It takes me about 1 ½ hours to prepare the entire meal. The recipe will serve 4-6 people.


Miss Maude lived in Barnwell County, South Carolina. She was my step-grandmother. She cooked on a wood-burning stove. Miss Maude taught my dad how to make grits. Dad passed this along to me. I use authentic South Carolina grits made from corn ground between stones the old-fashioned way. The process leaves bits and pieces of the outer germ layer and, as Dad use to say, “It puts a little grit in your craw.”

The simple truth is that stone-ground grits taste nothing like the kind you usually find in the grocery store. Stone-ground grits take longer to cook, but they are worth the trouble.

1 Cup stone-ground grits

2 Cups cool well water (tap water will do)

2 Cups whole milk


Freshly ground pepper

Butter (not margarine)

  • Combine the water, milk, salt, pepper, and 1 tablespoon of butter in a good sized saucepan over medium heat. Bring to a boil. Slowly stir in the grits and cook slowly. Miss Maude used a wooden spoon, stirring frequently. Dad used a whisk, and so do I.
  • She cooked the grits for 1 hour or a little longer. It is important to stir often so that the grits do not stick to the bottom of the pan. If the grits absorb all of the water and milk, take the pan to the kitchen sink and add a little more water as needed to thin out the grits until they reach the desired consistency. Miss Maude spent about as much time stirring her grits over the sink as she did at the stove, moving back and forth between the two.
  • Remove the pan from the heat. Stir in more butter. Serve the grits immediately or set aside for a little while. Warm over very low heat when ready to serve.
  • Some prefer cheese grits. Simply add shredded extra sharp cheddar cheese and stir.


1 Pound of uncooked shrimp, peeled and deveined

1 Diced Andouille sausage

1 Pound of bacon


Freshly ground pepper

Cayenne pepper

Olive oil


1 Medium sweet onion, chopped

Minced garlic

2 Fresh green onions, minced (Use both the white and the green parts.)

1 Can of Ro*Tel Original Diced Tomatoes and Green Chilies

½  Cup stock, chicken

Sour cream, all natural cultured

Tabasco Sauce

Here is a hint. This is a six part process. I find that when I follow the steps in this order, everything is ready at about the same time. (1) Put all of the ingredients within reach. (2) Pour a tall glass of something cold to drink. You will be busy over a hot stove for the next 1 ½ – 2 hours. (3) Cook the bacon. (4) Start the grits. (5) Cook the shrimp. (6) Enjoy!

  • Cook the bacon – except save for later use in the recipe that scrawny, crumpled piece at the bottom of the package.
  • I prefer to cook bacon on newspapers and paper towels in the microwave oven. It needs to be crispy. Set the cooked bacon aside to drain.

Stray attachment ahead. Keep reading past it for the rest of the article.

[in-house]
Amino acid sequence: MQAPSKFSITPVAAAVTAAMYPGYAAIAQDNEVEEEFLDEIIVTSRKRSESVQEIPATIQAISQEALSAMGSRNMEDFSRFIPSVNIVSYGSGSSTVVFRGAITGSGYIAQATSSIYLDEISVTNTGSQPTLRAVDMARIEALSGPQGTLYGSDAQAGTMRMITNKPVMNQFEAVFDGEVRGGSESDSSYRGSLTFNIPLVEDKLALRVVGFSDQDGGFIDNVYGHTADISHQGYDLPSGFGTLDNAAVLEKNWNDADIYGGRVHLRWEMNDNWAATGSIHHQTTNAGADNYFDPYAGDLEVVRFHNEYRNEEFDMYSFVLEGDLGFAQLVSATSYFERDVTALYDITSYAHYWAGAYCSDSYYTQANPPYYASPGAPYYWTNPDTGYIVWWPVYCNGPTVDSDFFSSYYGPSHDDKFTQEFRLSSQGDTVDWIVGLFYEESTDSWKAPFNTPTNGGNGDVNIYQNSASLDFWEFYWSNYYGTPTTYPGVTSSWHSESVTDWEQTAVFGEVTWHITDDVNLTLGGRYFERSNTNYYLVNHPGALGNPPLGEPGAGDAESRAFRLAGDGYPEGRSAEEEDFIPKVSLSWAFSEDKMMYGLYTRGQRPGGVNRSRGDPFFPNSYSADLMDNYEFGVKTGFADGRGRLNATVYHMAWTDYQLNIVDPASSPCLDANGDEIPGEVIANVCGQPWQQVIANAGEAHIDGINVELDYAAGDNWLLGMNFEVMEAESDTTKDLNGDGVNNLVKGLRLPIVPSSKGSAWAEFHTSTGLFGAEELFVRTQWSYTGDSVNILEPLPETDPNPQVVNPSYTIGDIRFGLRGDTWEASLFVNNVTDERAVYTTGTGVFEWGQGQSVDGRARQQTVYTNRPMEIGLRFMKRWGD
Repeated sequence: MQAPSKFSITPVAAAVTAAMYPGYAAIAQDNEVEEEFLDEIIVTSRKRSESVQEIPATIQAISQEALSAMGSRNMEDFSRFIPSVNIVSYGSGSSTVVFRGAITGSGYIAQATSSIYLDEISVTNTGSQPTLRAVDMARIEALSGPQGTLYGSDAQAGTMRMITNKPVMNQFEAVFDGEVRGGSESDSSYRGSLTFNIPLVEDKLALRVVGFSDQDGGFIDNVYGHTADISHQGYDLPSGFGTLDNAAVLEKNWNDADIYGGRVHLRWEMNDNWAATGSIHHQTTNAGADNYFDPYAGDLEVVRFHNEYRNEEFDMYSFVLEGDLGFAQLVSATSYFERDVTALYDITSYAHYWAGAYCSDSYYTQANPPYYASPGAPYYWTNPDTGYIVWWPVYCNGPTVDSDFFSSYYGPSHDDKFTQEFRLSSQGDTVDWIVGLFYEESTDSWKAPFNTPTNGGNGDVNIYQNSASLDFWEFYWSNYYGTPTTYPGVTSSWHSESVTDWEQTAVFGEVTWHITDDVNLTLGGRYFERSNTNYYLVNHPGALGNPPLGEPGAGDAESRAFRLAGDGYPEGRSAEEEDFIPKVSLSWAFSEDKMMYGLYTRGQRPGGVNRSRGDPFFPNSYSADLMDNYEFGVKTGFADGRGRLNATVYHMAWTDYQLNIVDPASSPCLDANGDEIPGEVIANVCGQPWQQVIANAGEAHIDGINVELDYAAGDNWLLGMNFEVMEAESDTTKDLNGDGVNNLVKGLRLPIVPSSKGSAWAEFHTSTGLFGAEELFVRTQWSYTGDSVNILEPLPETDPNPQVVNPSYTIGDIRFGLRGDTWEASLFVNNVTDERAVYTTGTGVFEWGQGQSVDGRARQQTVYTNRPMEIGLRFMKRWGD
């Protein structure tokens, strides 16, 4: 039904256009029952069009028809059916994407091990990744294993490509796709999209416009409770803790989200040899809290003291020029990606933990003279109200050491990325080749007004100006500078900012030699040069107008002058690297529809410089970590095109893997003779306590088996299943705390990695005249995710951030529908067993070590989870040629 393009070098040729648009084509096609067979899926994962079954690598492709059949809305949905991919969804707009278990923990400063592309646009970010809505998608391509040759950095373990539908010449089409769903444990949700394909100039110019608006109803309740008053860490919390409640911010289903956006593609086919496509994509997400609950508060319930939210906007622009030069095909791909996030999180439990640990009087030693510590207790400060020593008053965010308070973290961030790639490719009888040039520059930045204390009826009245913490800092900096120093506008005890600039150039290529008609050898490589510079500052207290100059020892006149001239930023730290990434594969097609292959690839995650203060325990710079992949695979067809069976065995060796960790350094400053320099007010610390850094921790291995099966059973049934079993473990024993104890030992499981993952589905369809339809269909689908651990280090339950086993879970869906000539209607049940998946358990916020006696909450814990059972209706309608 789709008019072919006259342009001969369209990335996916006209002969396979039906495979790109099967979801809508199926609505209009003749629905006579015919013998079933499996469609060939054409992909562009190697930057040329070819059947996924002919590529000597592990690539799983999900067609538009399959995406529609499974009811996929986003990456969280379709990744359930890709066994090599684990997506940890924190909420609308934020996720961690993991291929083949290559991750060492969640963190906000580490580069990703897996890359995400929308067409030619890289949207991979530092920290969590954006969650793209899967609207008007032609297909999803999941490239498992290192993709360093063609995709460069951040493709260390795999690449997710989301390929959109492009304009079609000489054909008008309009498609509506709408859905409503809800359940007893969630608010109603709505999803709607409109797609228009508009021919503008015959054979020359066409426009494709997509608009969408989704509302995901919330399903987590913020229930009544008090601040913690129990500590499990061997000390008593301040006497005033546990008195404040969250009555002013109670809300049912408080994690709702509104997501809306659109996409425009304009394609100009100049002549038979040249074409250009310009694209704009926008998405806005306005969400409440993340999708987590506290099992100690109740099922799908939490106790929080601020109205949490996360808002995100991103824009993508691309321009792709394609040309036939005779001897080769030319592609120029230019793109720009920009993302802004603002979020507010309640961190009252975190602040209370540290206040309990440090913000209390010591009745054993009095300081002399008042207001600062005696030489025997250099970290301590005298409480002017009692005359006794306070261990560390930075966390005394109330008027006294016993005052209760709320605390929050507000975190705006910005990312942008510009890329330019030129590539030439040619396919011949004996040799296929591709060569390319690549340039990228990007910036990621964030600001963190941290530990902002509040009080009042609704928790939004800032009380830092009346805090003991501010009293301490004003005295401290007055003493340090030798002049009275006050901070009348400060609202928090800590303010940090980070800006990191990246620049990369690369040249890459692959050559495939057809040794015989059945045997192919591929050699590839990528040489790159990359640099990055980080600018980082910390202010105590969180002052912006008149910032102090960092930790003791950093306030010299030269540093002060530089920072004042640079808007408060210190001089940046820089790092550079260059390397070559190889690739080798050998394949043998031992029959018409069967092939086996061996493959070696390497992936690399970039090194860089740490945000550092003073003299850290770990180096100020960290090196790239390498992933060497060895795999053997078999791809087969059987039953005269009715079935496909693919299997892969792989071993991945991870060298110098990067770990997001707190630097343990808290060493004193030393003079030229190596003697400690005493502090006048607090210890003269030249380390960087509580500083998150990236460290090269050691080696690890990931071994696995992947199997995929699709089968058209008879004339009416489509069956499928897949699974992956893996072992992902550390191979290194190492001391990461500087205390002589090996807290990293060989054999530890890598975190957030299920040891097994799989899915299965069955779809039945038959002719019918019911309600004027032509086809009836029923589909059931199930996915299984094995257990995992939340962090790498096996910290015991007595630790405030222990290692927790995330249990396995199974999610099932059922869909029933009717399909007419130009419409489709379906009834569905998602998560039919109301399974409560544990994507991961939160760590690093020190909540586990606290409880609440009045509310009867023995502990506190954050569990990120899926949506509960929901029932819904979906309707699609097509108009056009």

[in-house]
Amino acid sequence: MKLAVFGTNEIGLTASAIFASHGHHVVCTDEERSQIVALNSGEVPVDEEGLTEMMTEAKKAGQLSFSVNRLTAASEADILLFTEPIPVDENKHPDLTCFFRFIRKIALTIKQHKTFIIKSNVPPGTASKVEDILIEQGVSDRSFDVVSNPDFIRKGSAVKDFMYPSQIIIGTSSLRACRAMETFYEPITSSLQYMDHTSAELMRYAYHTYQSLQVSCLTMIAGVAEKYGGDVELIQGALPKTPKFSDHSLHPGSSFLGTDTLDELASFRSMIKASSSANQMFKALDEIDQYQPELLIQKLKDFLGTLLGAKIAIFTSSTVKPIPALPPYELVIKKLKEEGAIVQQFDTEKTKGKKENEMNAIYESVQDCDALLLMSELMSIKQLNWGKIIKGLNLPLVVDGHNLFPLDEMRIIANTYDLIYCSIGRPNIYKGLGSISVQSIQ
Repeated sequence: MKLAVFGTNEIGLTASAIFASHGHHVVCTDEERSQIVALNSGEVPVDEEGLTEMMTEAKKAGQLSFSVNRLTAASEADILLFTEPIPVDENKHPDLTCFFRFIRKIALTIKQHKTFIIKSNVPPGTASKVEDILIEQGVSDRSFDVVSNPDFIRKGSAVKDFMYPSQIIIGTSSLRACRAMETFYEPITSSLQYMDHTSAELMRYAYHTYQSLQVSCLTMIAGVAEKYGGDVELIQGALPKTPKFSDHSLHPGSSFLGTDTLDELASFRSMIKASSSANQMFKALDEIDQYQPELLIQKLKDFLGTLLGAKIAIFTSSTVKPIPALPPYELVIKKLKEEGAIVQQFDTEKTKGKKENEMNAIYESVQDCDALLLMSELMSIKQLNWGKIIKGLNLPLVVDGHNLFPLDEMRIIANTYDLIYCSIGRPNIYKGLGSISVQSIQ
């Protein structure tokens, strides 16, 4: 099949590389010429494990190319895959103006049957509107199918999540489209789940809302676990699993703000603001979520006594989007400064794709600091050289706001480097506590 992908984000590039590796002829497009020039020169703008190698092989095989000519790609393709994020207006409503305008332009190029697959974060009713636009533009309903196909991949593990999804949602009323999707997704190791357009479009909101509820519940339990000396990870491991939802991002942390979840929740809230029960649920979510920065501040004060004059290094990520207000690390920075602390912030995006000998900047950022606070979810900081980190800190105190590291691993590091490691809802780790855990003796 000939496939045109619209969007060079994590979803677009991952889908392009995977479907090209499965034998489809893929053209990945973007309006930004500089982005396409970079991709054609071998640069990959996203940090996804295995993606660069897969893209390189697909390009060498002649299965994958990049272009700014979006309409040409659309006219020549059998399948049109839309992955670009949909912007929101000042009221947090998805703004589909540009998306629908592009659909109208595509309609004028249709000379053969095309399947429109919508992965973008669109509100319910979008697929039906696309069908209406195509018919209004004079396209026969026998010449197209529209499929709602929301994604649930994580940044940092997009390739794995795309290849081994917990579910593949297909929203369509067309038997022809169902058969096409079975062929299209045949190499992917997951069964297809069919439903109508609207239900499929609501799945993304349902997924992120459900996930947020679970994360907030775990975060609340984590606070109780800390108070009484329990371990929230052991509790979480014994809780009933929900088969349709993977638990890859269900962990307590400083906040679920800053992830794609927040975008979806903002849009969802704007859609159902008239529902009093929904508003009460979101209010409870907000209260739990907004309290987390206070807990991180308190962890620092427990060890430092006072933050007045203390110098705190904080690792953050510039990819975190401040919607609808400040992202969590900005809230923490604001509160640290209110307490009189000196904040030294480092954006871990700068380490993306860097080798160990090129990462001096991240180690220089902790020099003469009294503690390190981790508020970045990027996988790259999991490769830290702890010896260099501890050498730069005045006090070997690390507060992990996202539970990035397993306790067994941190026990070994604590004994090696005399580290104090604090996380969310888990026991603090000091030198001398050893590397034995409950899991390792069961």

• Start cooking the grits as in the recipe above.
  • Season the shrimp with freshly ground black pepper, salt, and a little cayenne pepper.
  • Combine the olive oil and the butter over medium heat in a large skillet.
  • Add the shrimp and sear for 1½ minutes per side, then transfer shrimp to a plate.
  • Add more butter to the pan. Let it melt. Add that scrawny piece of bacon. Let it sizzle, releasing the flavor. It will not get crisp but leave it in the pan.
  • Then add the Andouille sausage and cook, stirring often, until much of the fat has rendered and the Andouille is crisp, about 3 minutes. Keep the heat at medium.
  • Then add the onion to the pan and sauté, stirring often, for 2 minutes.
  • Add the garlic and green onions, cooking for 1 minute.
  • Add the Ro*Tel, and cook for 1 minute, then raise the heat to high and add the stock.
  • Simmer, stirring frequently, until about half of the liquid has evaporated.
  •  Lower the heat.
  • Add sour cream to the pan and stir to make a creamy sauce.
  • Return the shrimp to the pan, gently folding them into the liquid. Heat just until the shrimp are nice and pink. It will only take seconds. Do not overcook the shrimp.
  • Spoon the Shrimp Concoction over Miss Maude’s Stone-ground Grits.
  • Break off the crispest half of each piece of bacon, and sprinkle broken bits on top.
  • Serve the shrimp and grits hot.
  • Add Tabasco Sauce to taste.


August 3, 2014

Last week we took our vacation at one of our favorite places, Pawleys Island, South Carolina. Not all of our family was with us, and we missed those who could not be there. But eight adults and six grandchildren made a full house.

As is usually the case, I started the week leading worship and preaching at Pawleys Island Chapel. We had a joyous time of worship with many local folks and beach visitors.

The week together with our family is a time to build lasting memories – singing and storytelling in the shade; gathering around a long trestle table to feast on cold boiled shrimp, dripping popsicles licked to the stick on the back porch; and children lining up for baths, brushing teeth and hair, pajama time. The settling down to bedtime stories and prayers brings a strange quietness to the house. Then the adults might enjoy a movie or pleasant conversation.  A week at the beach is a close encounter with people we love and hold dear. Read more…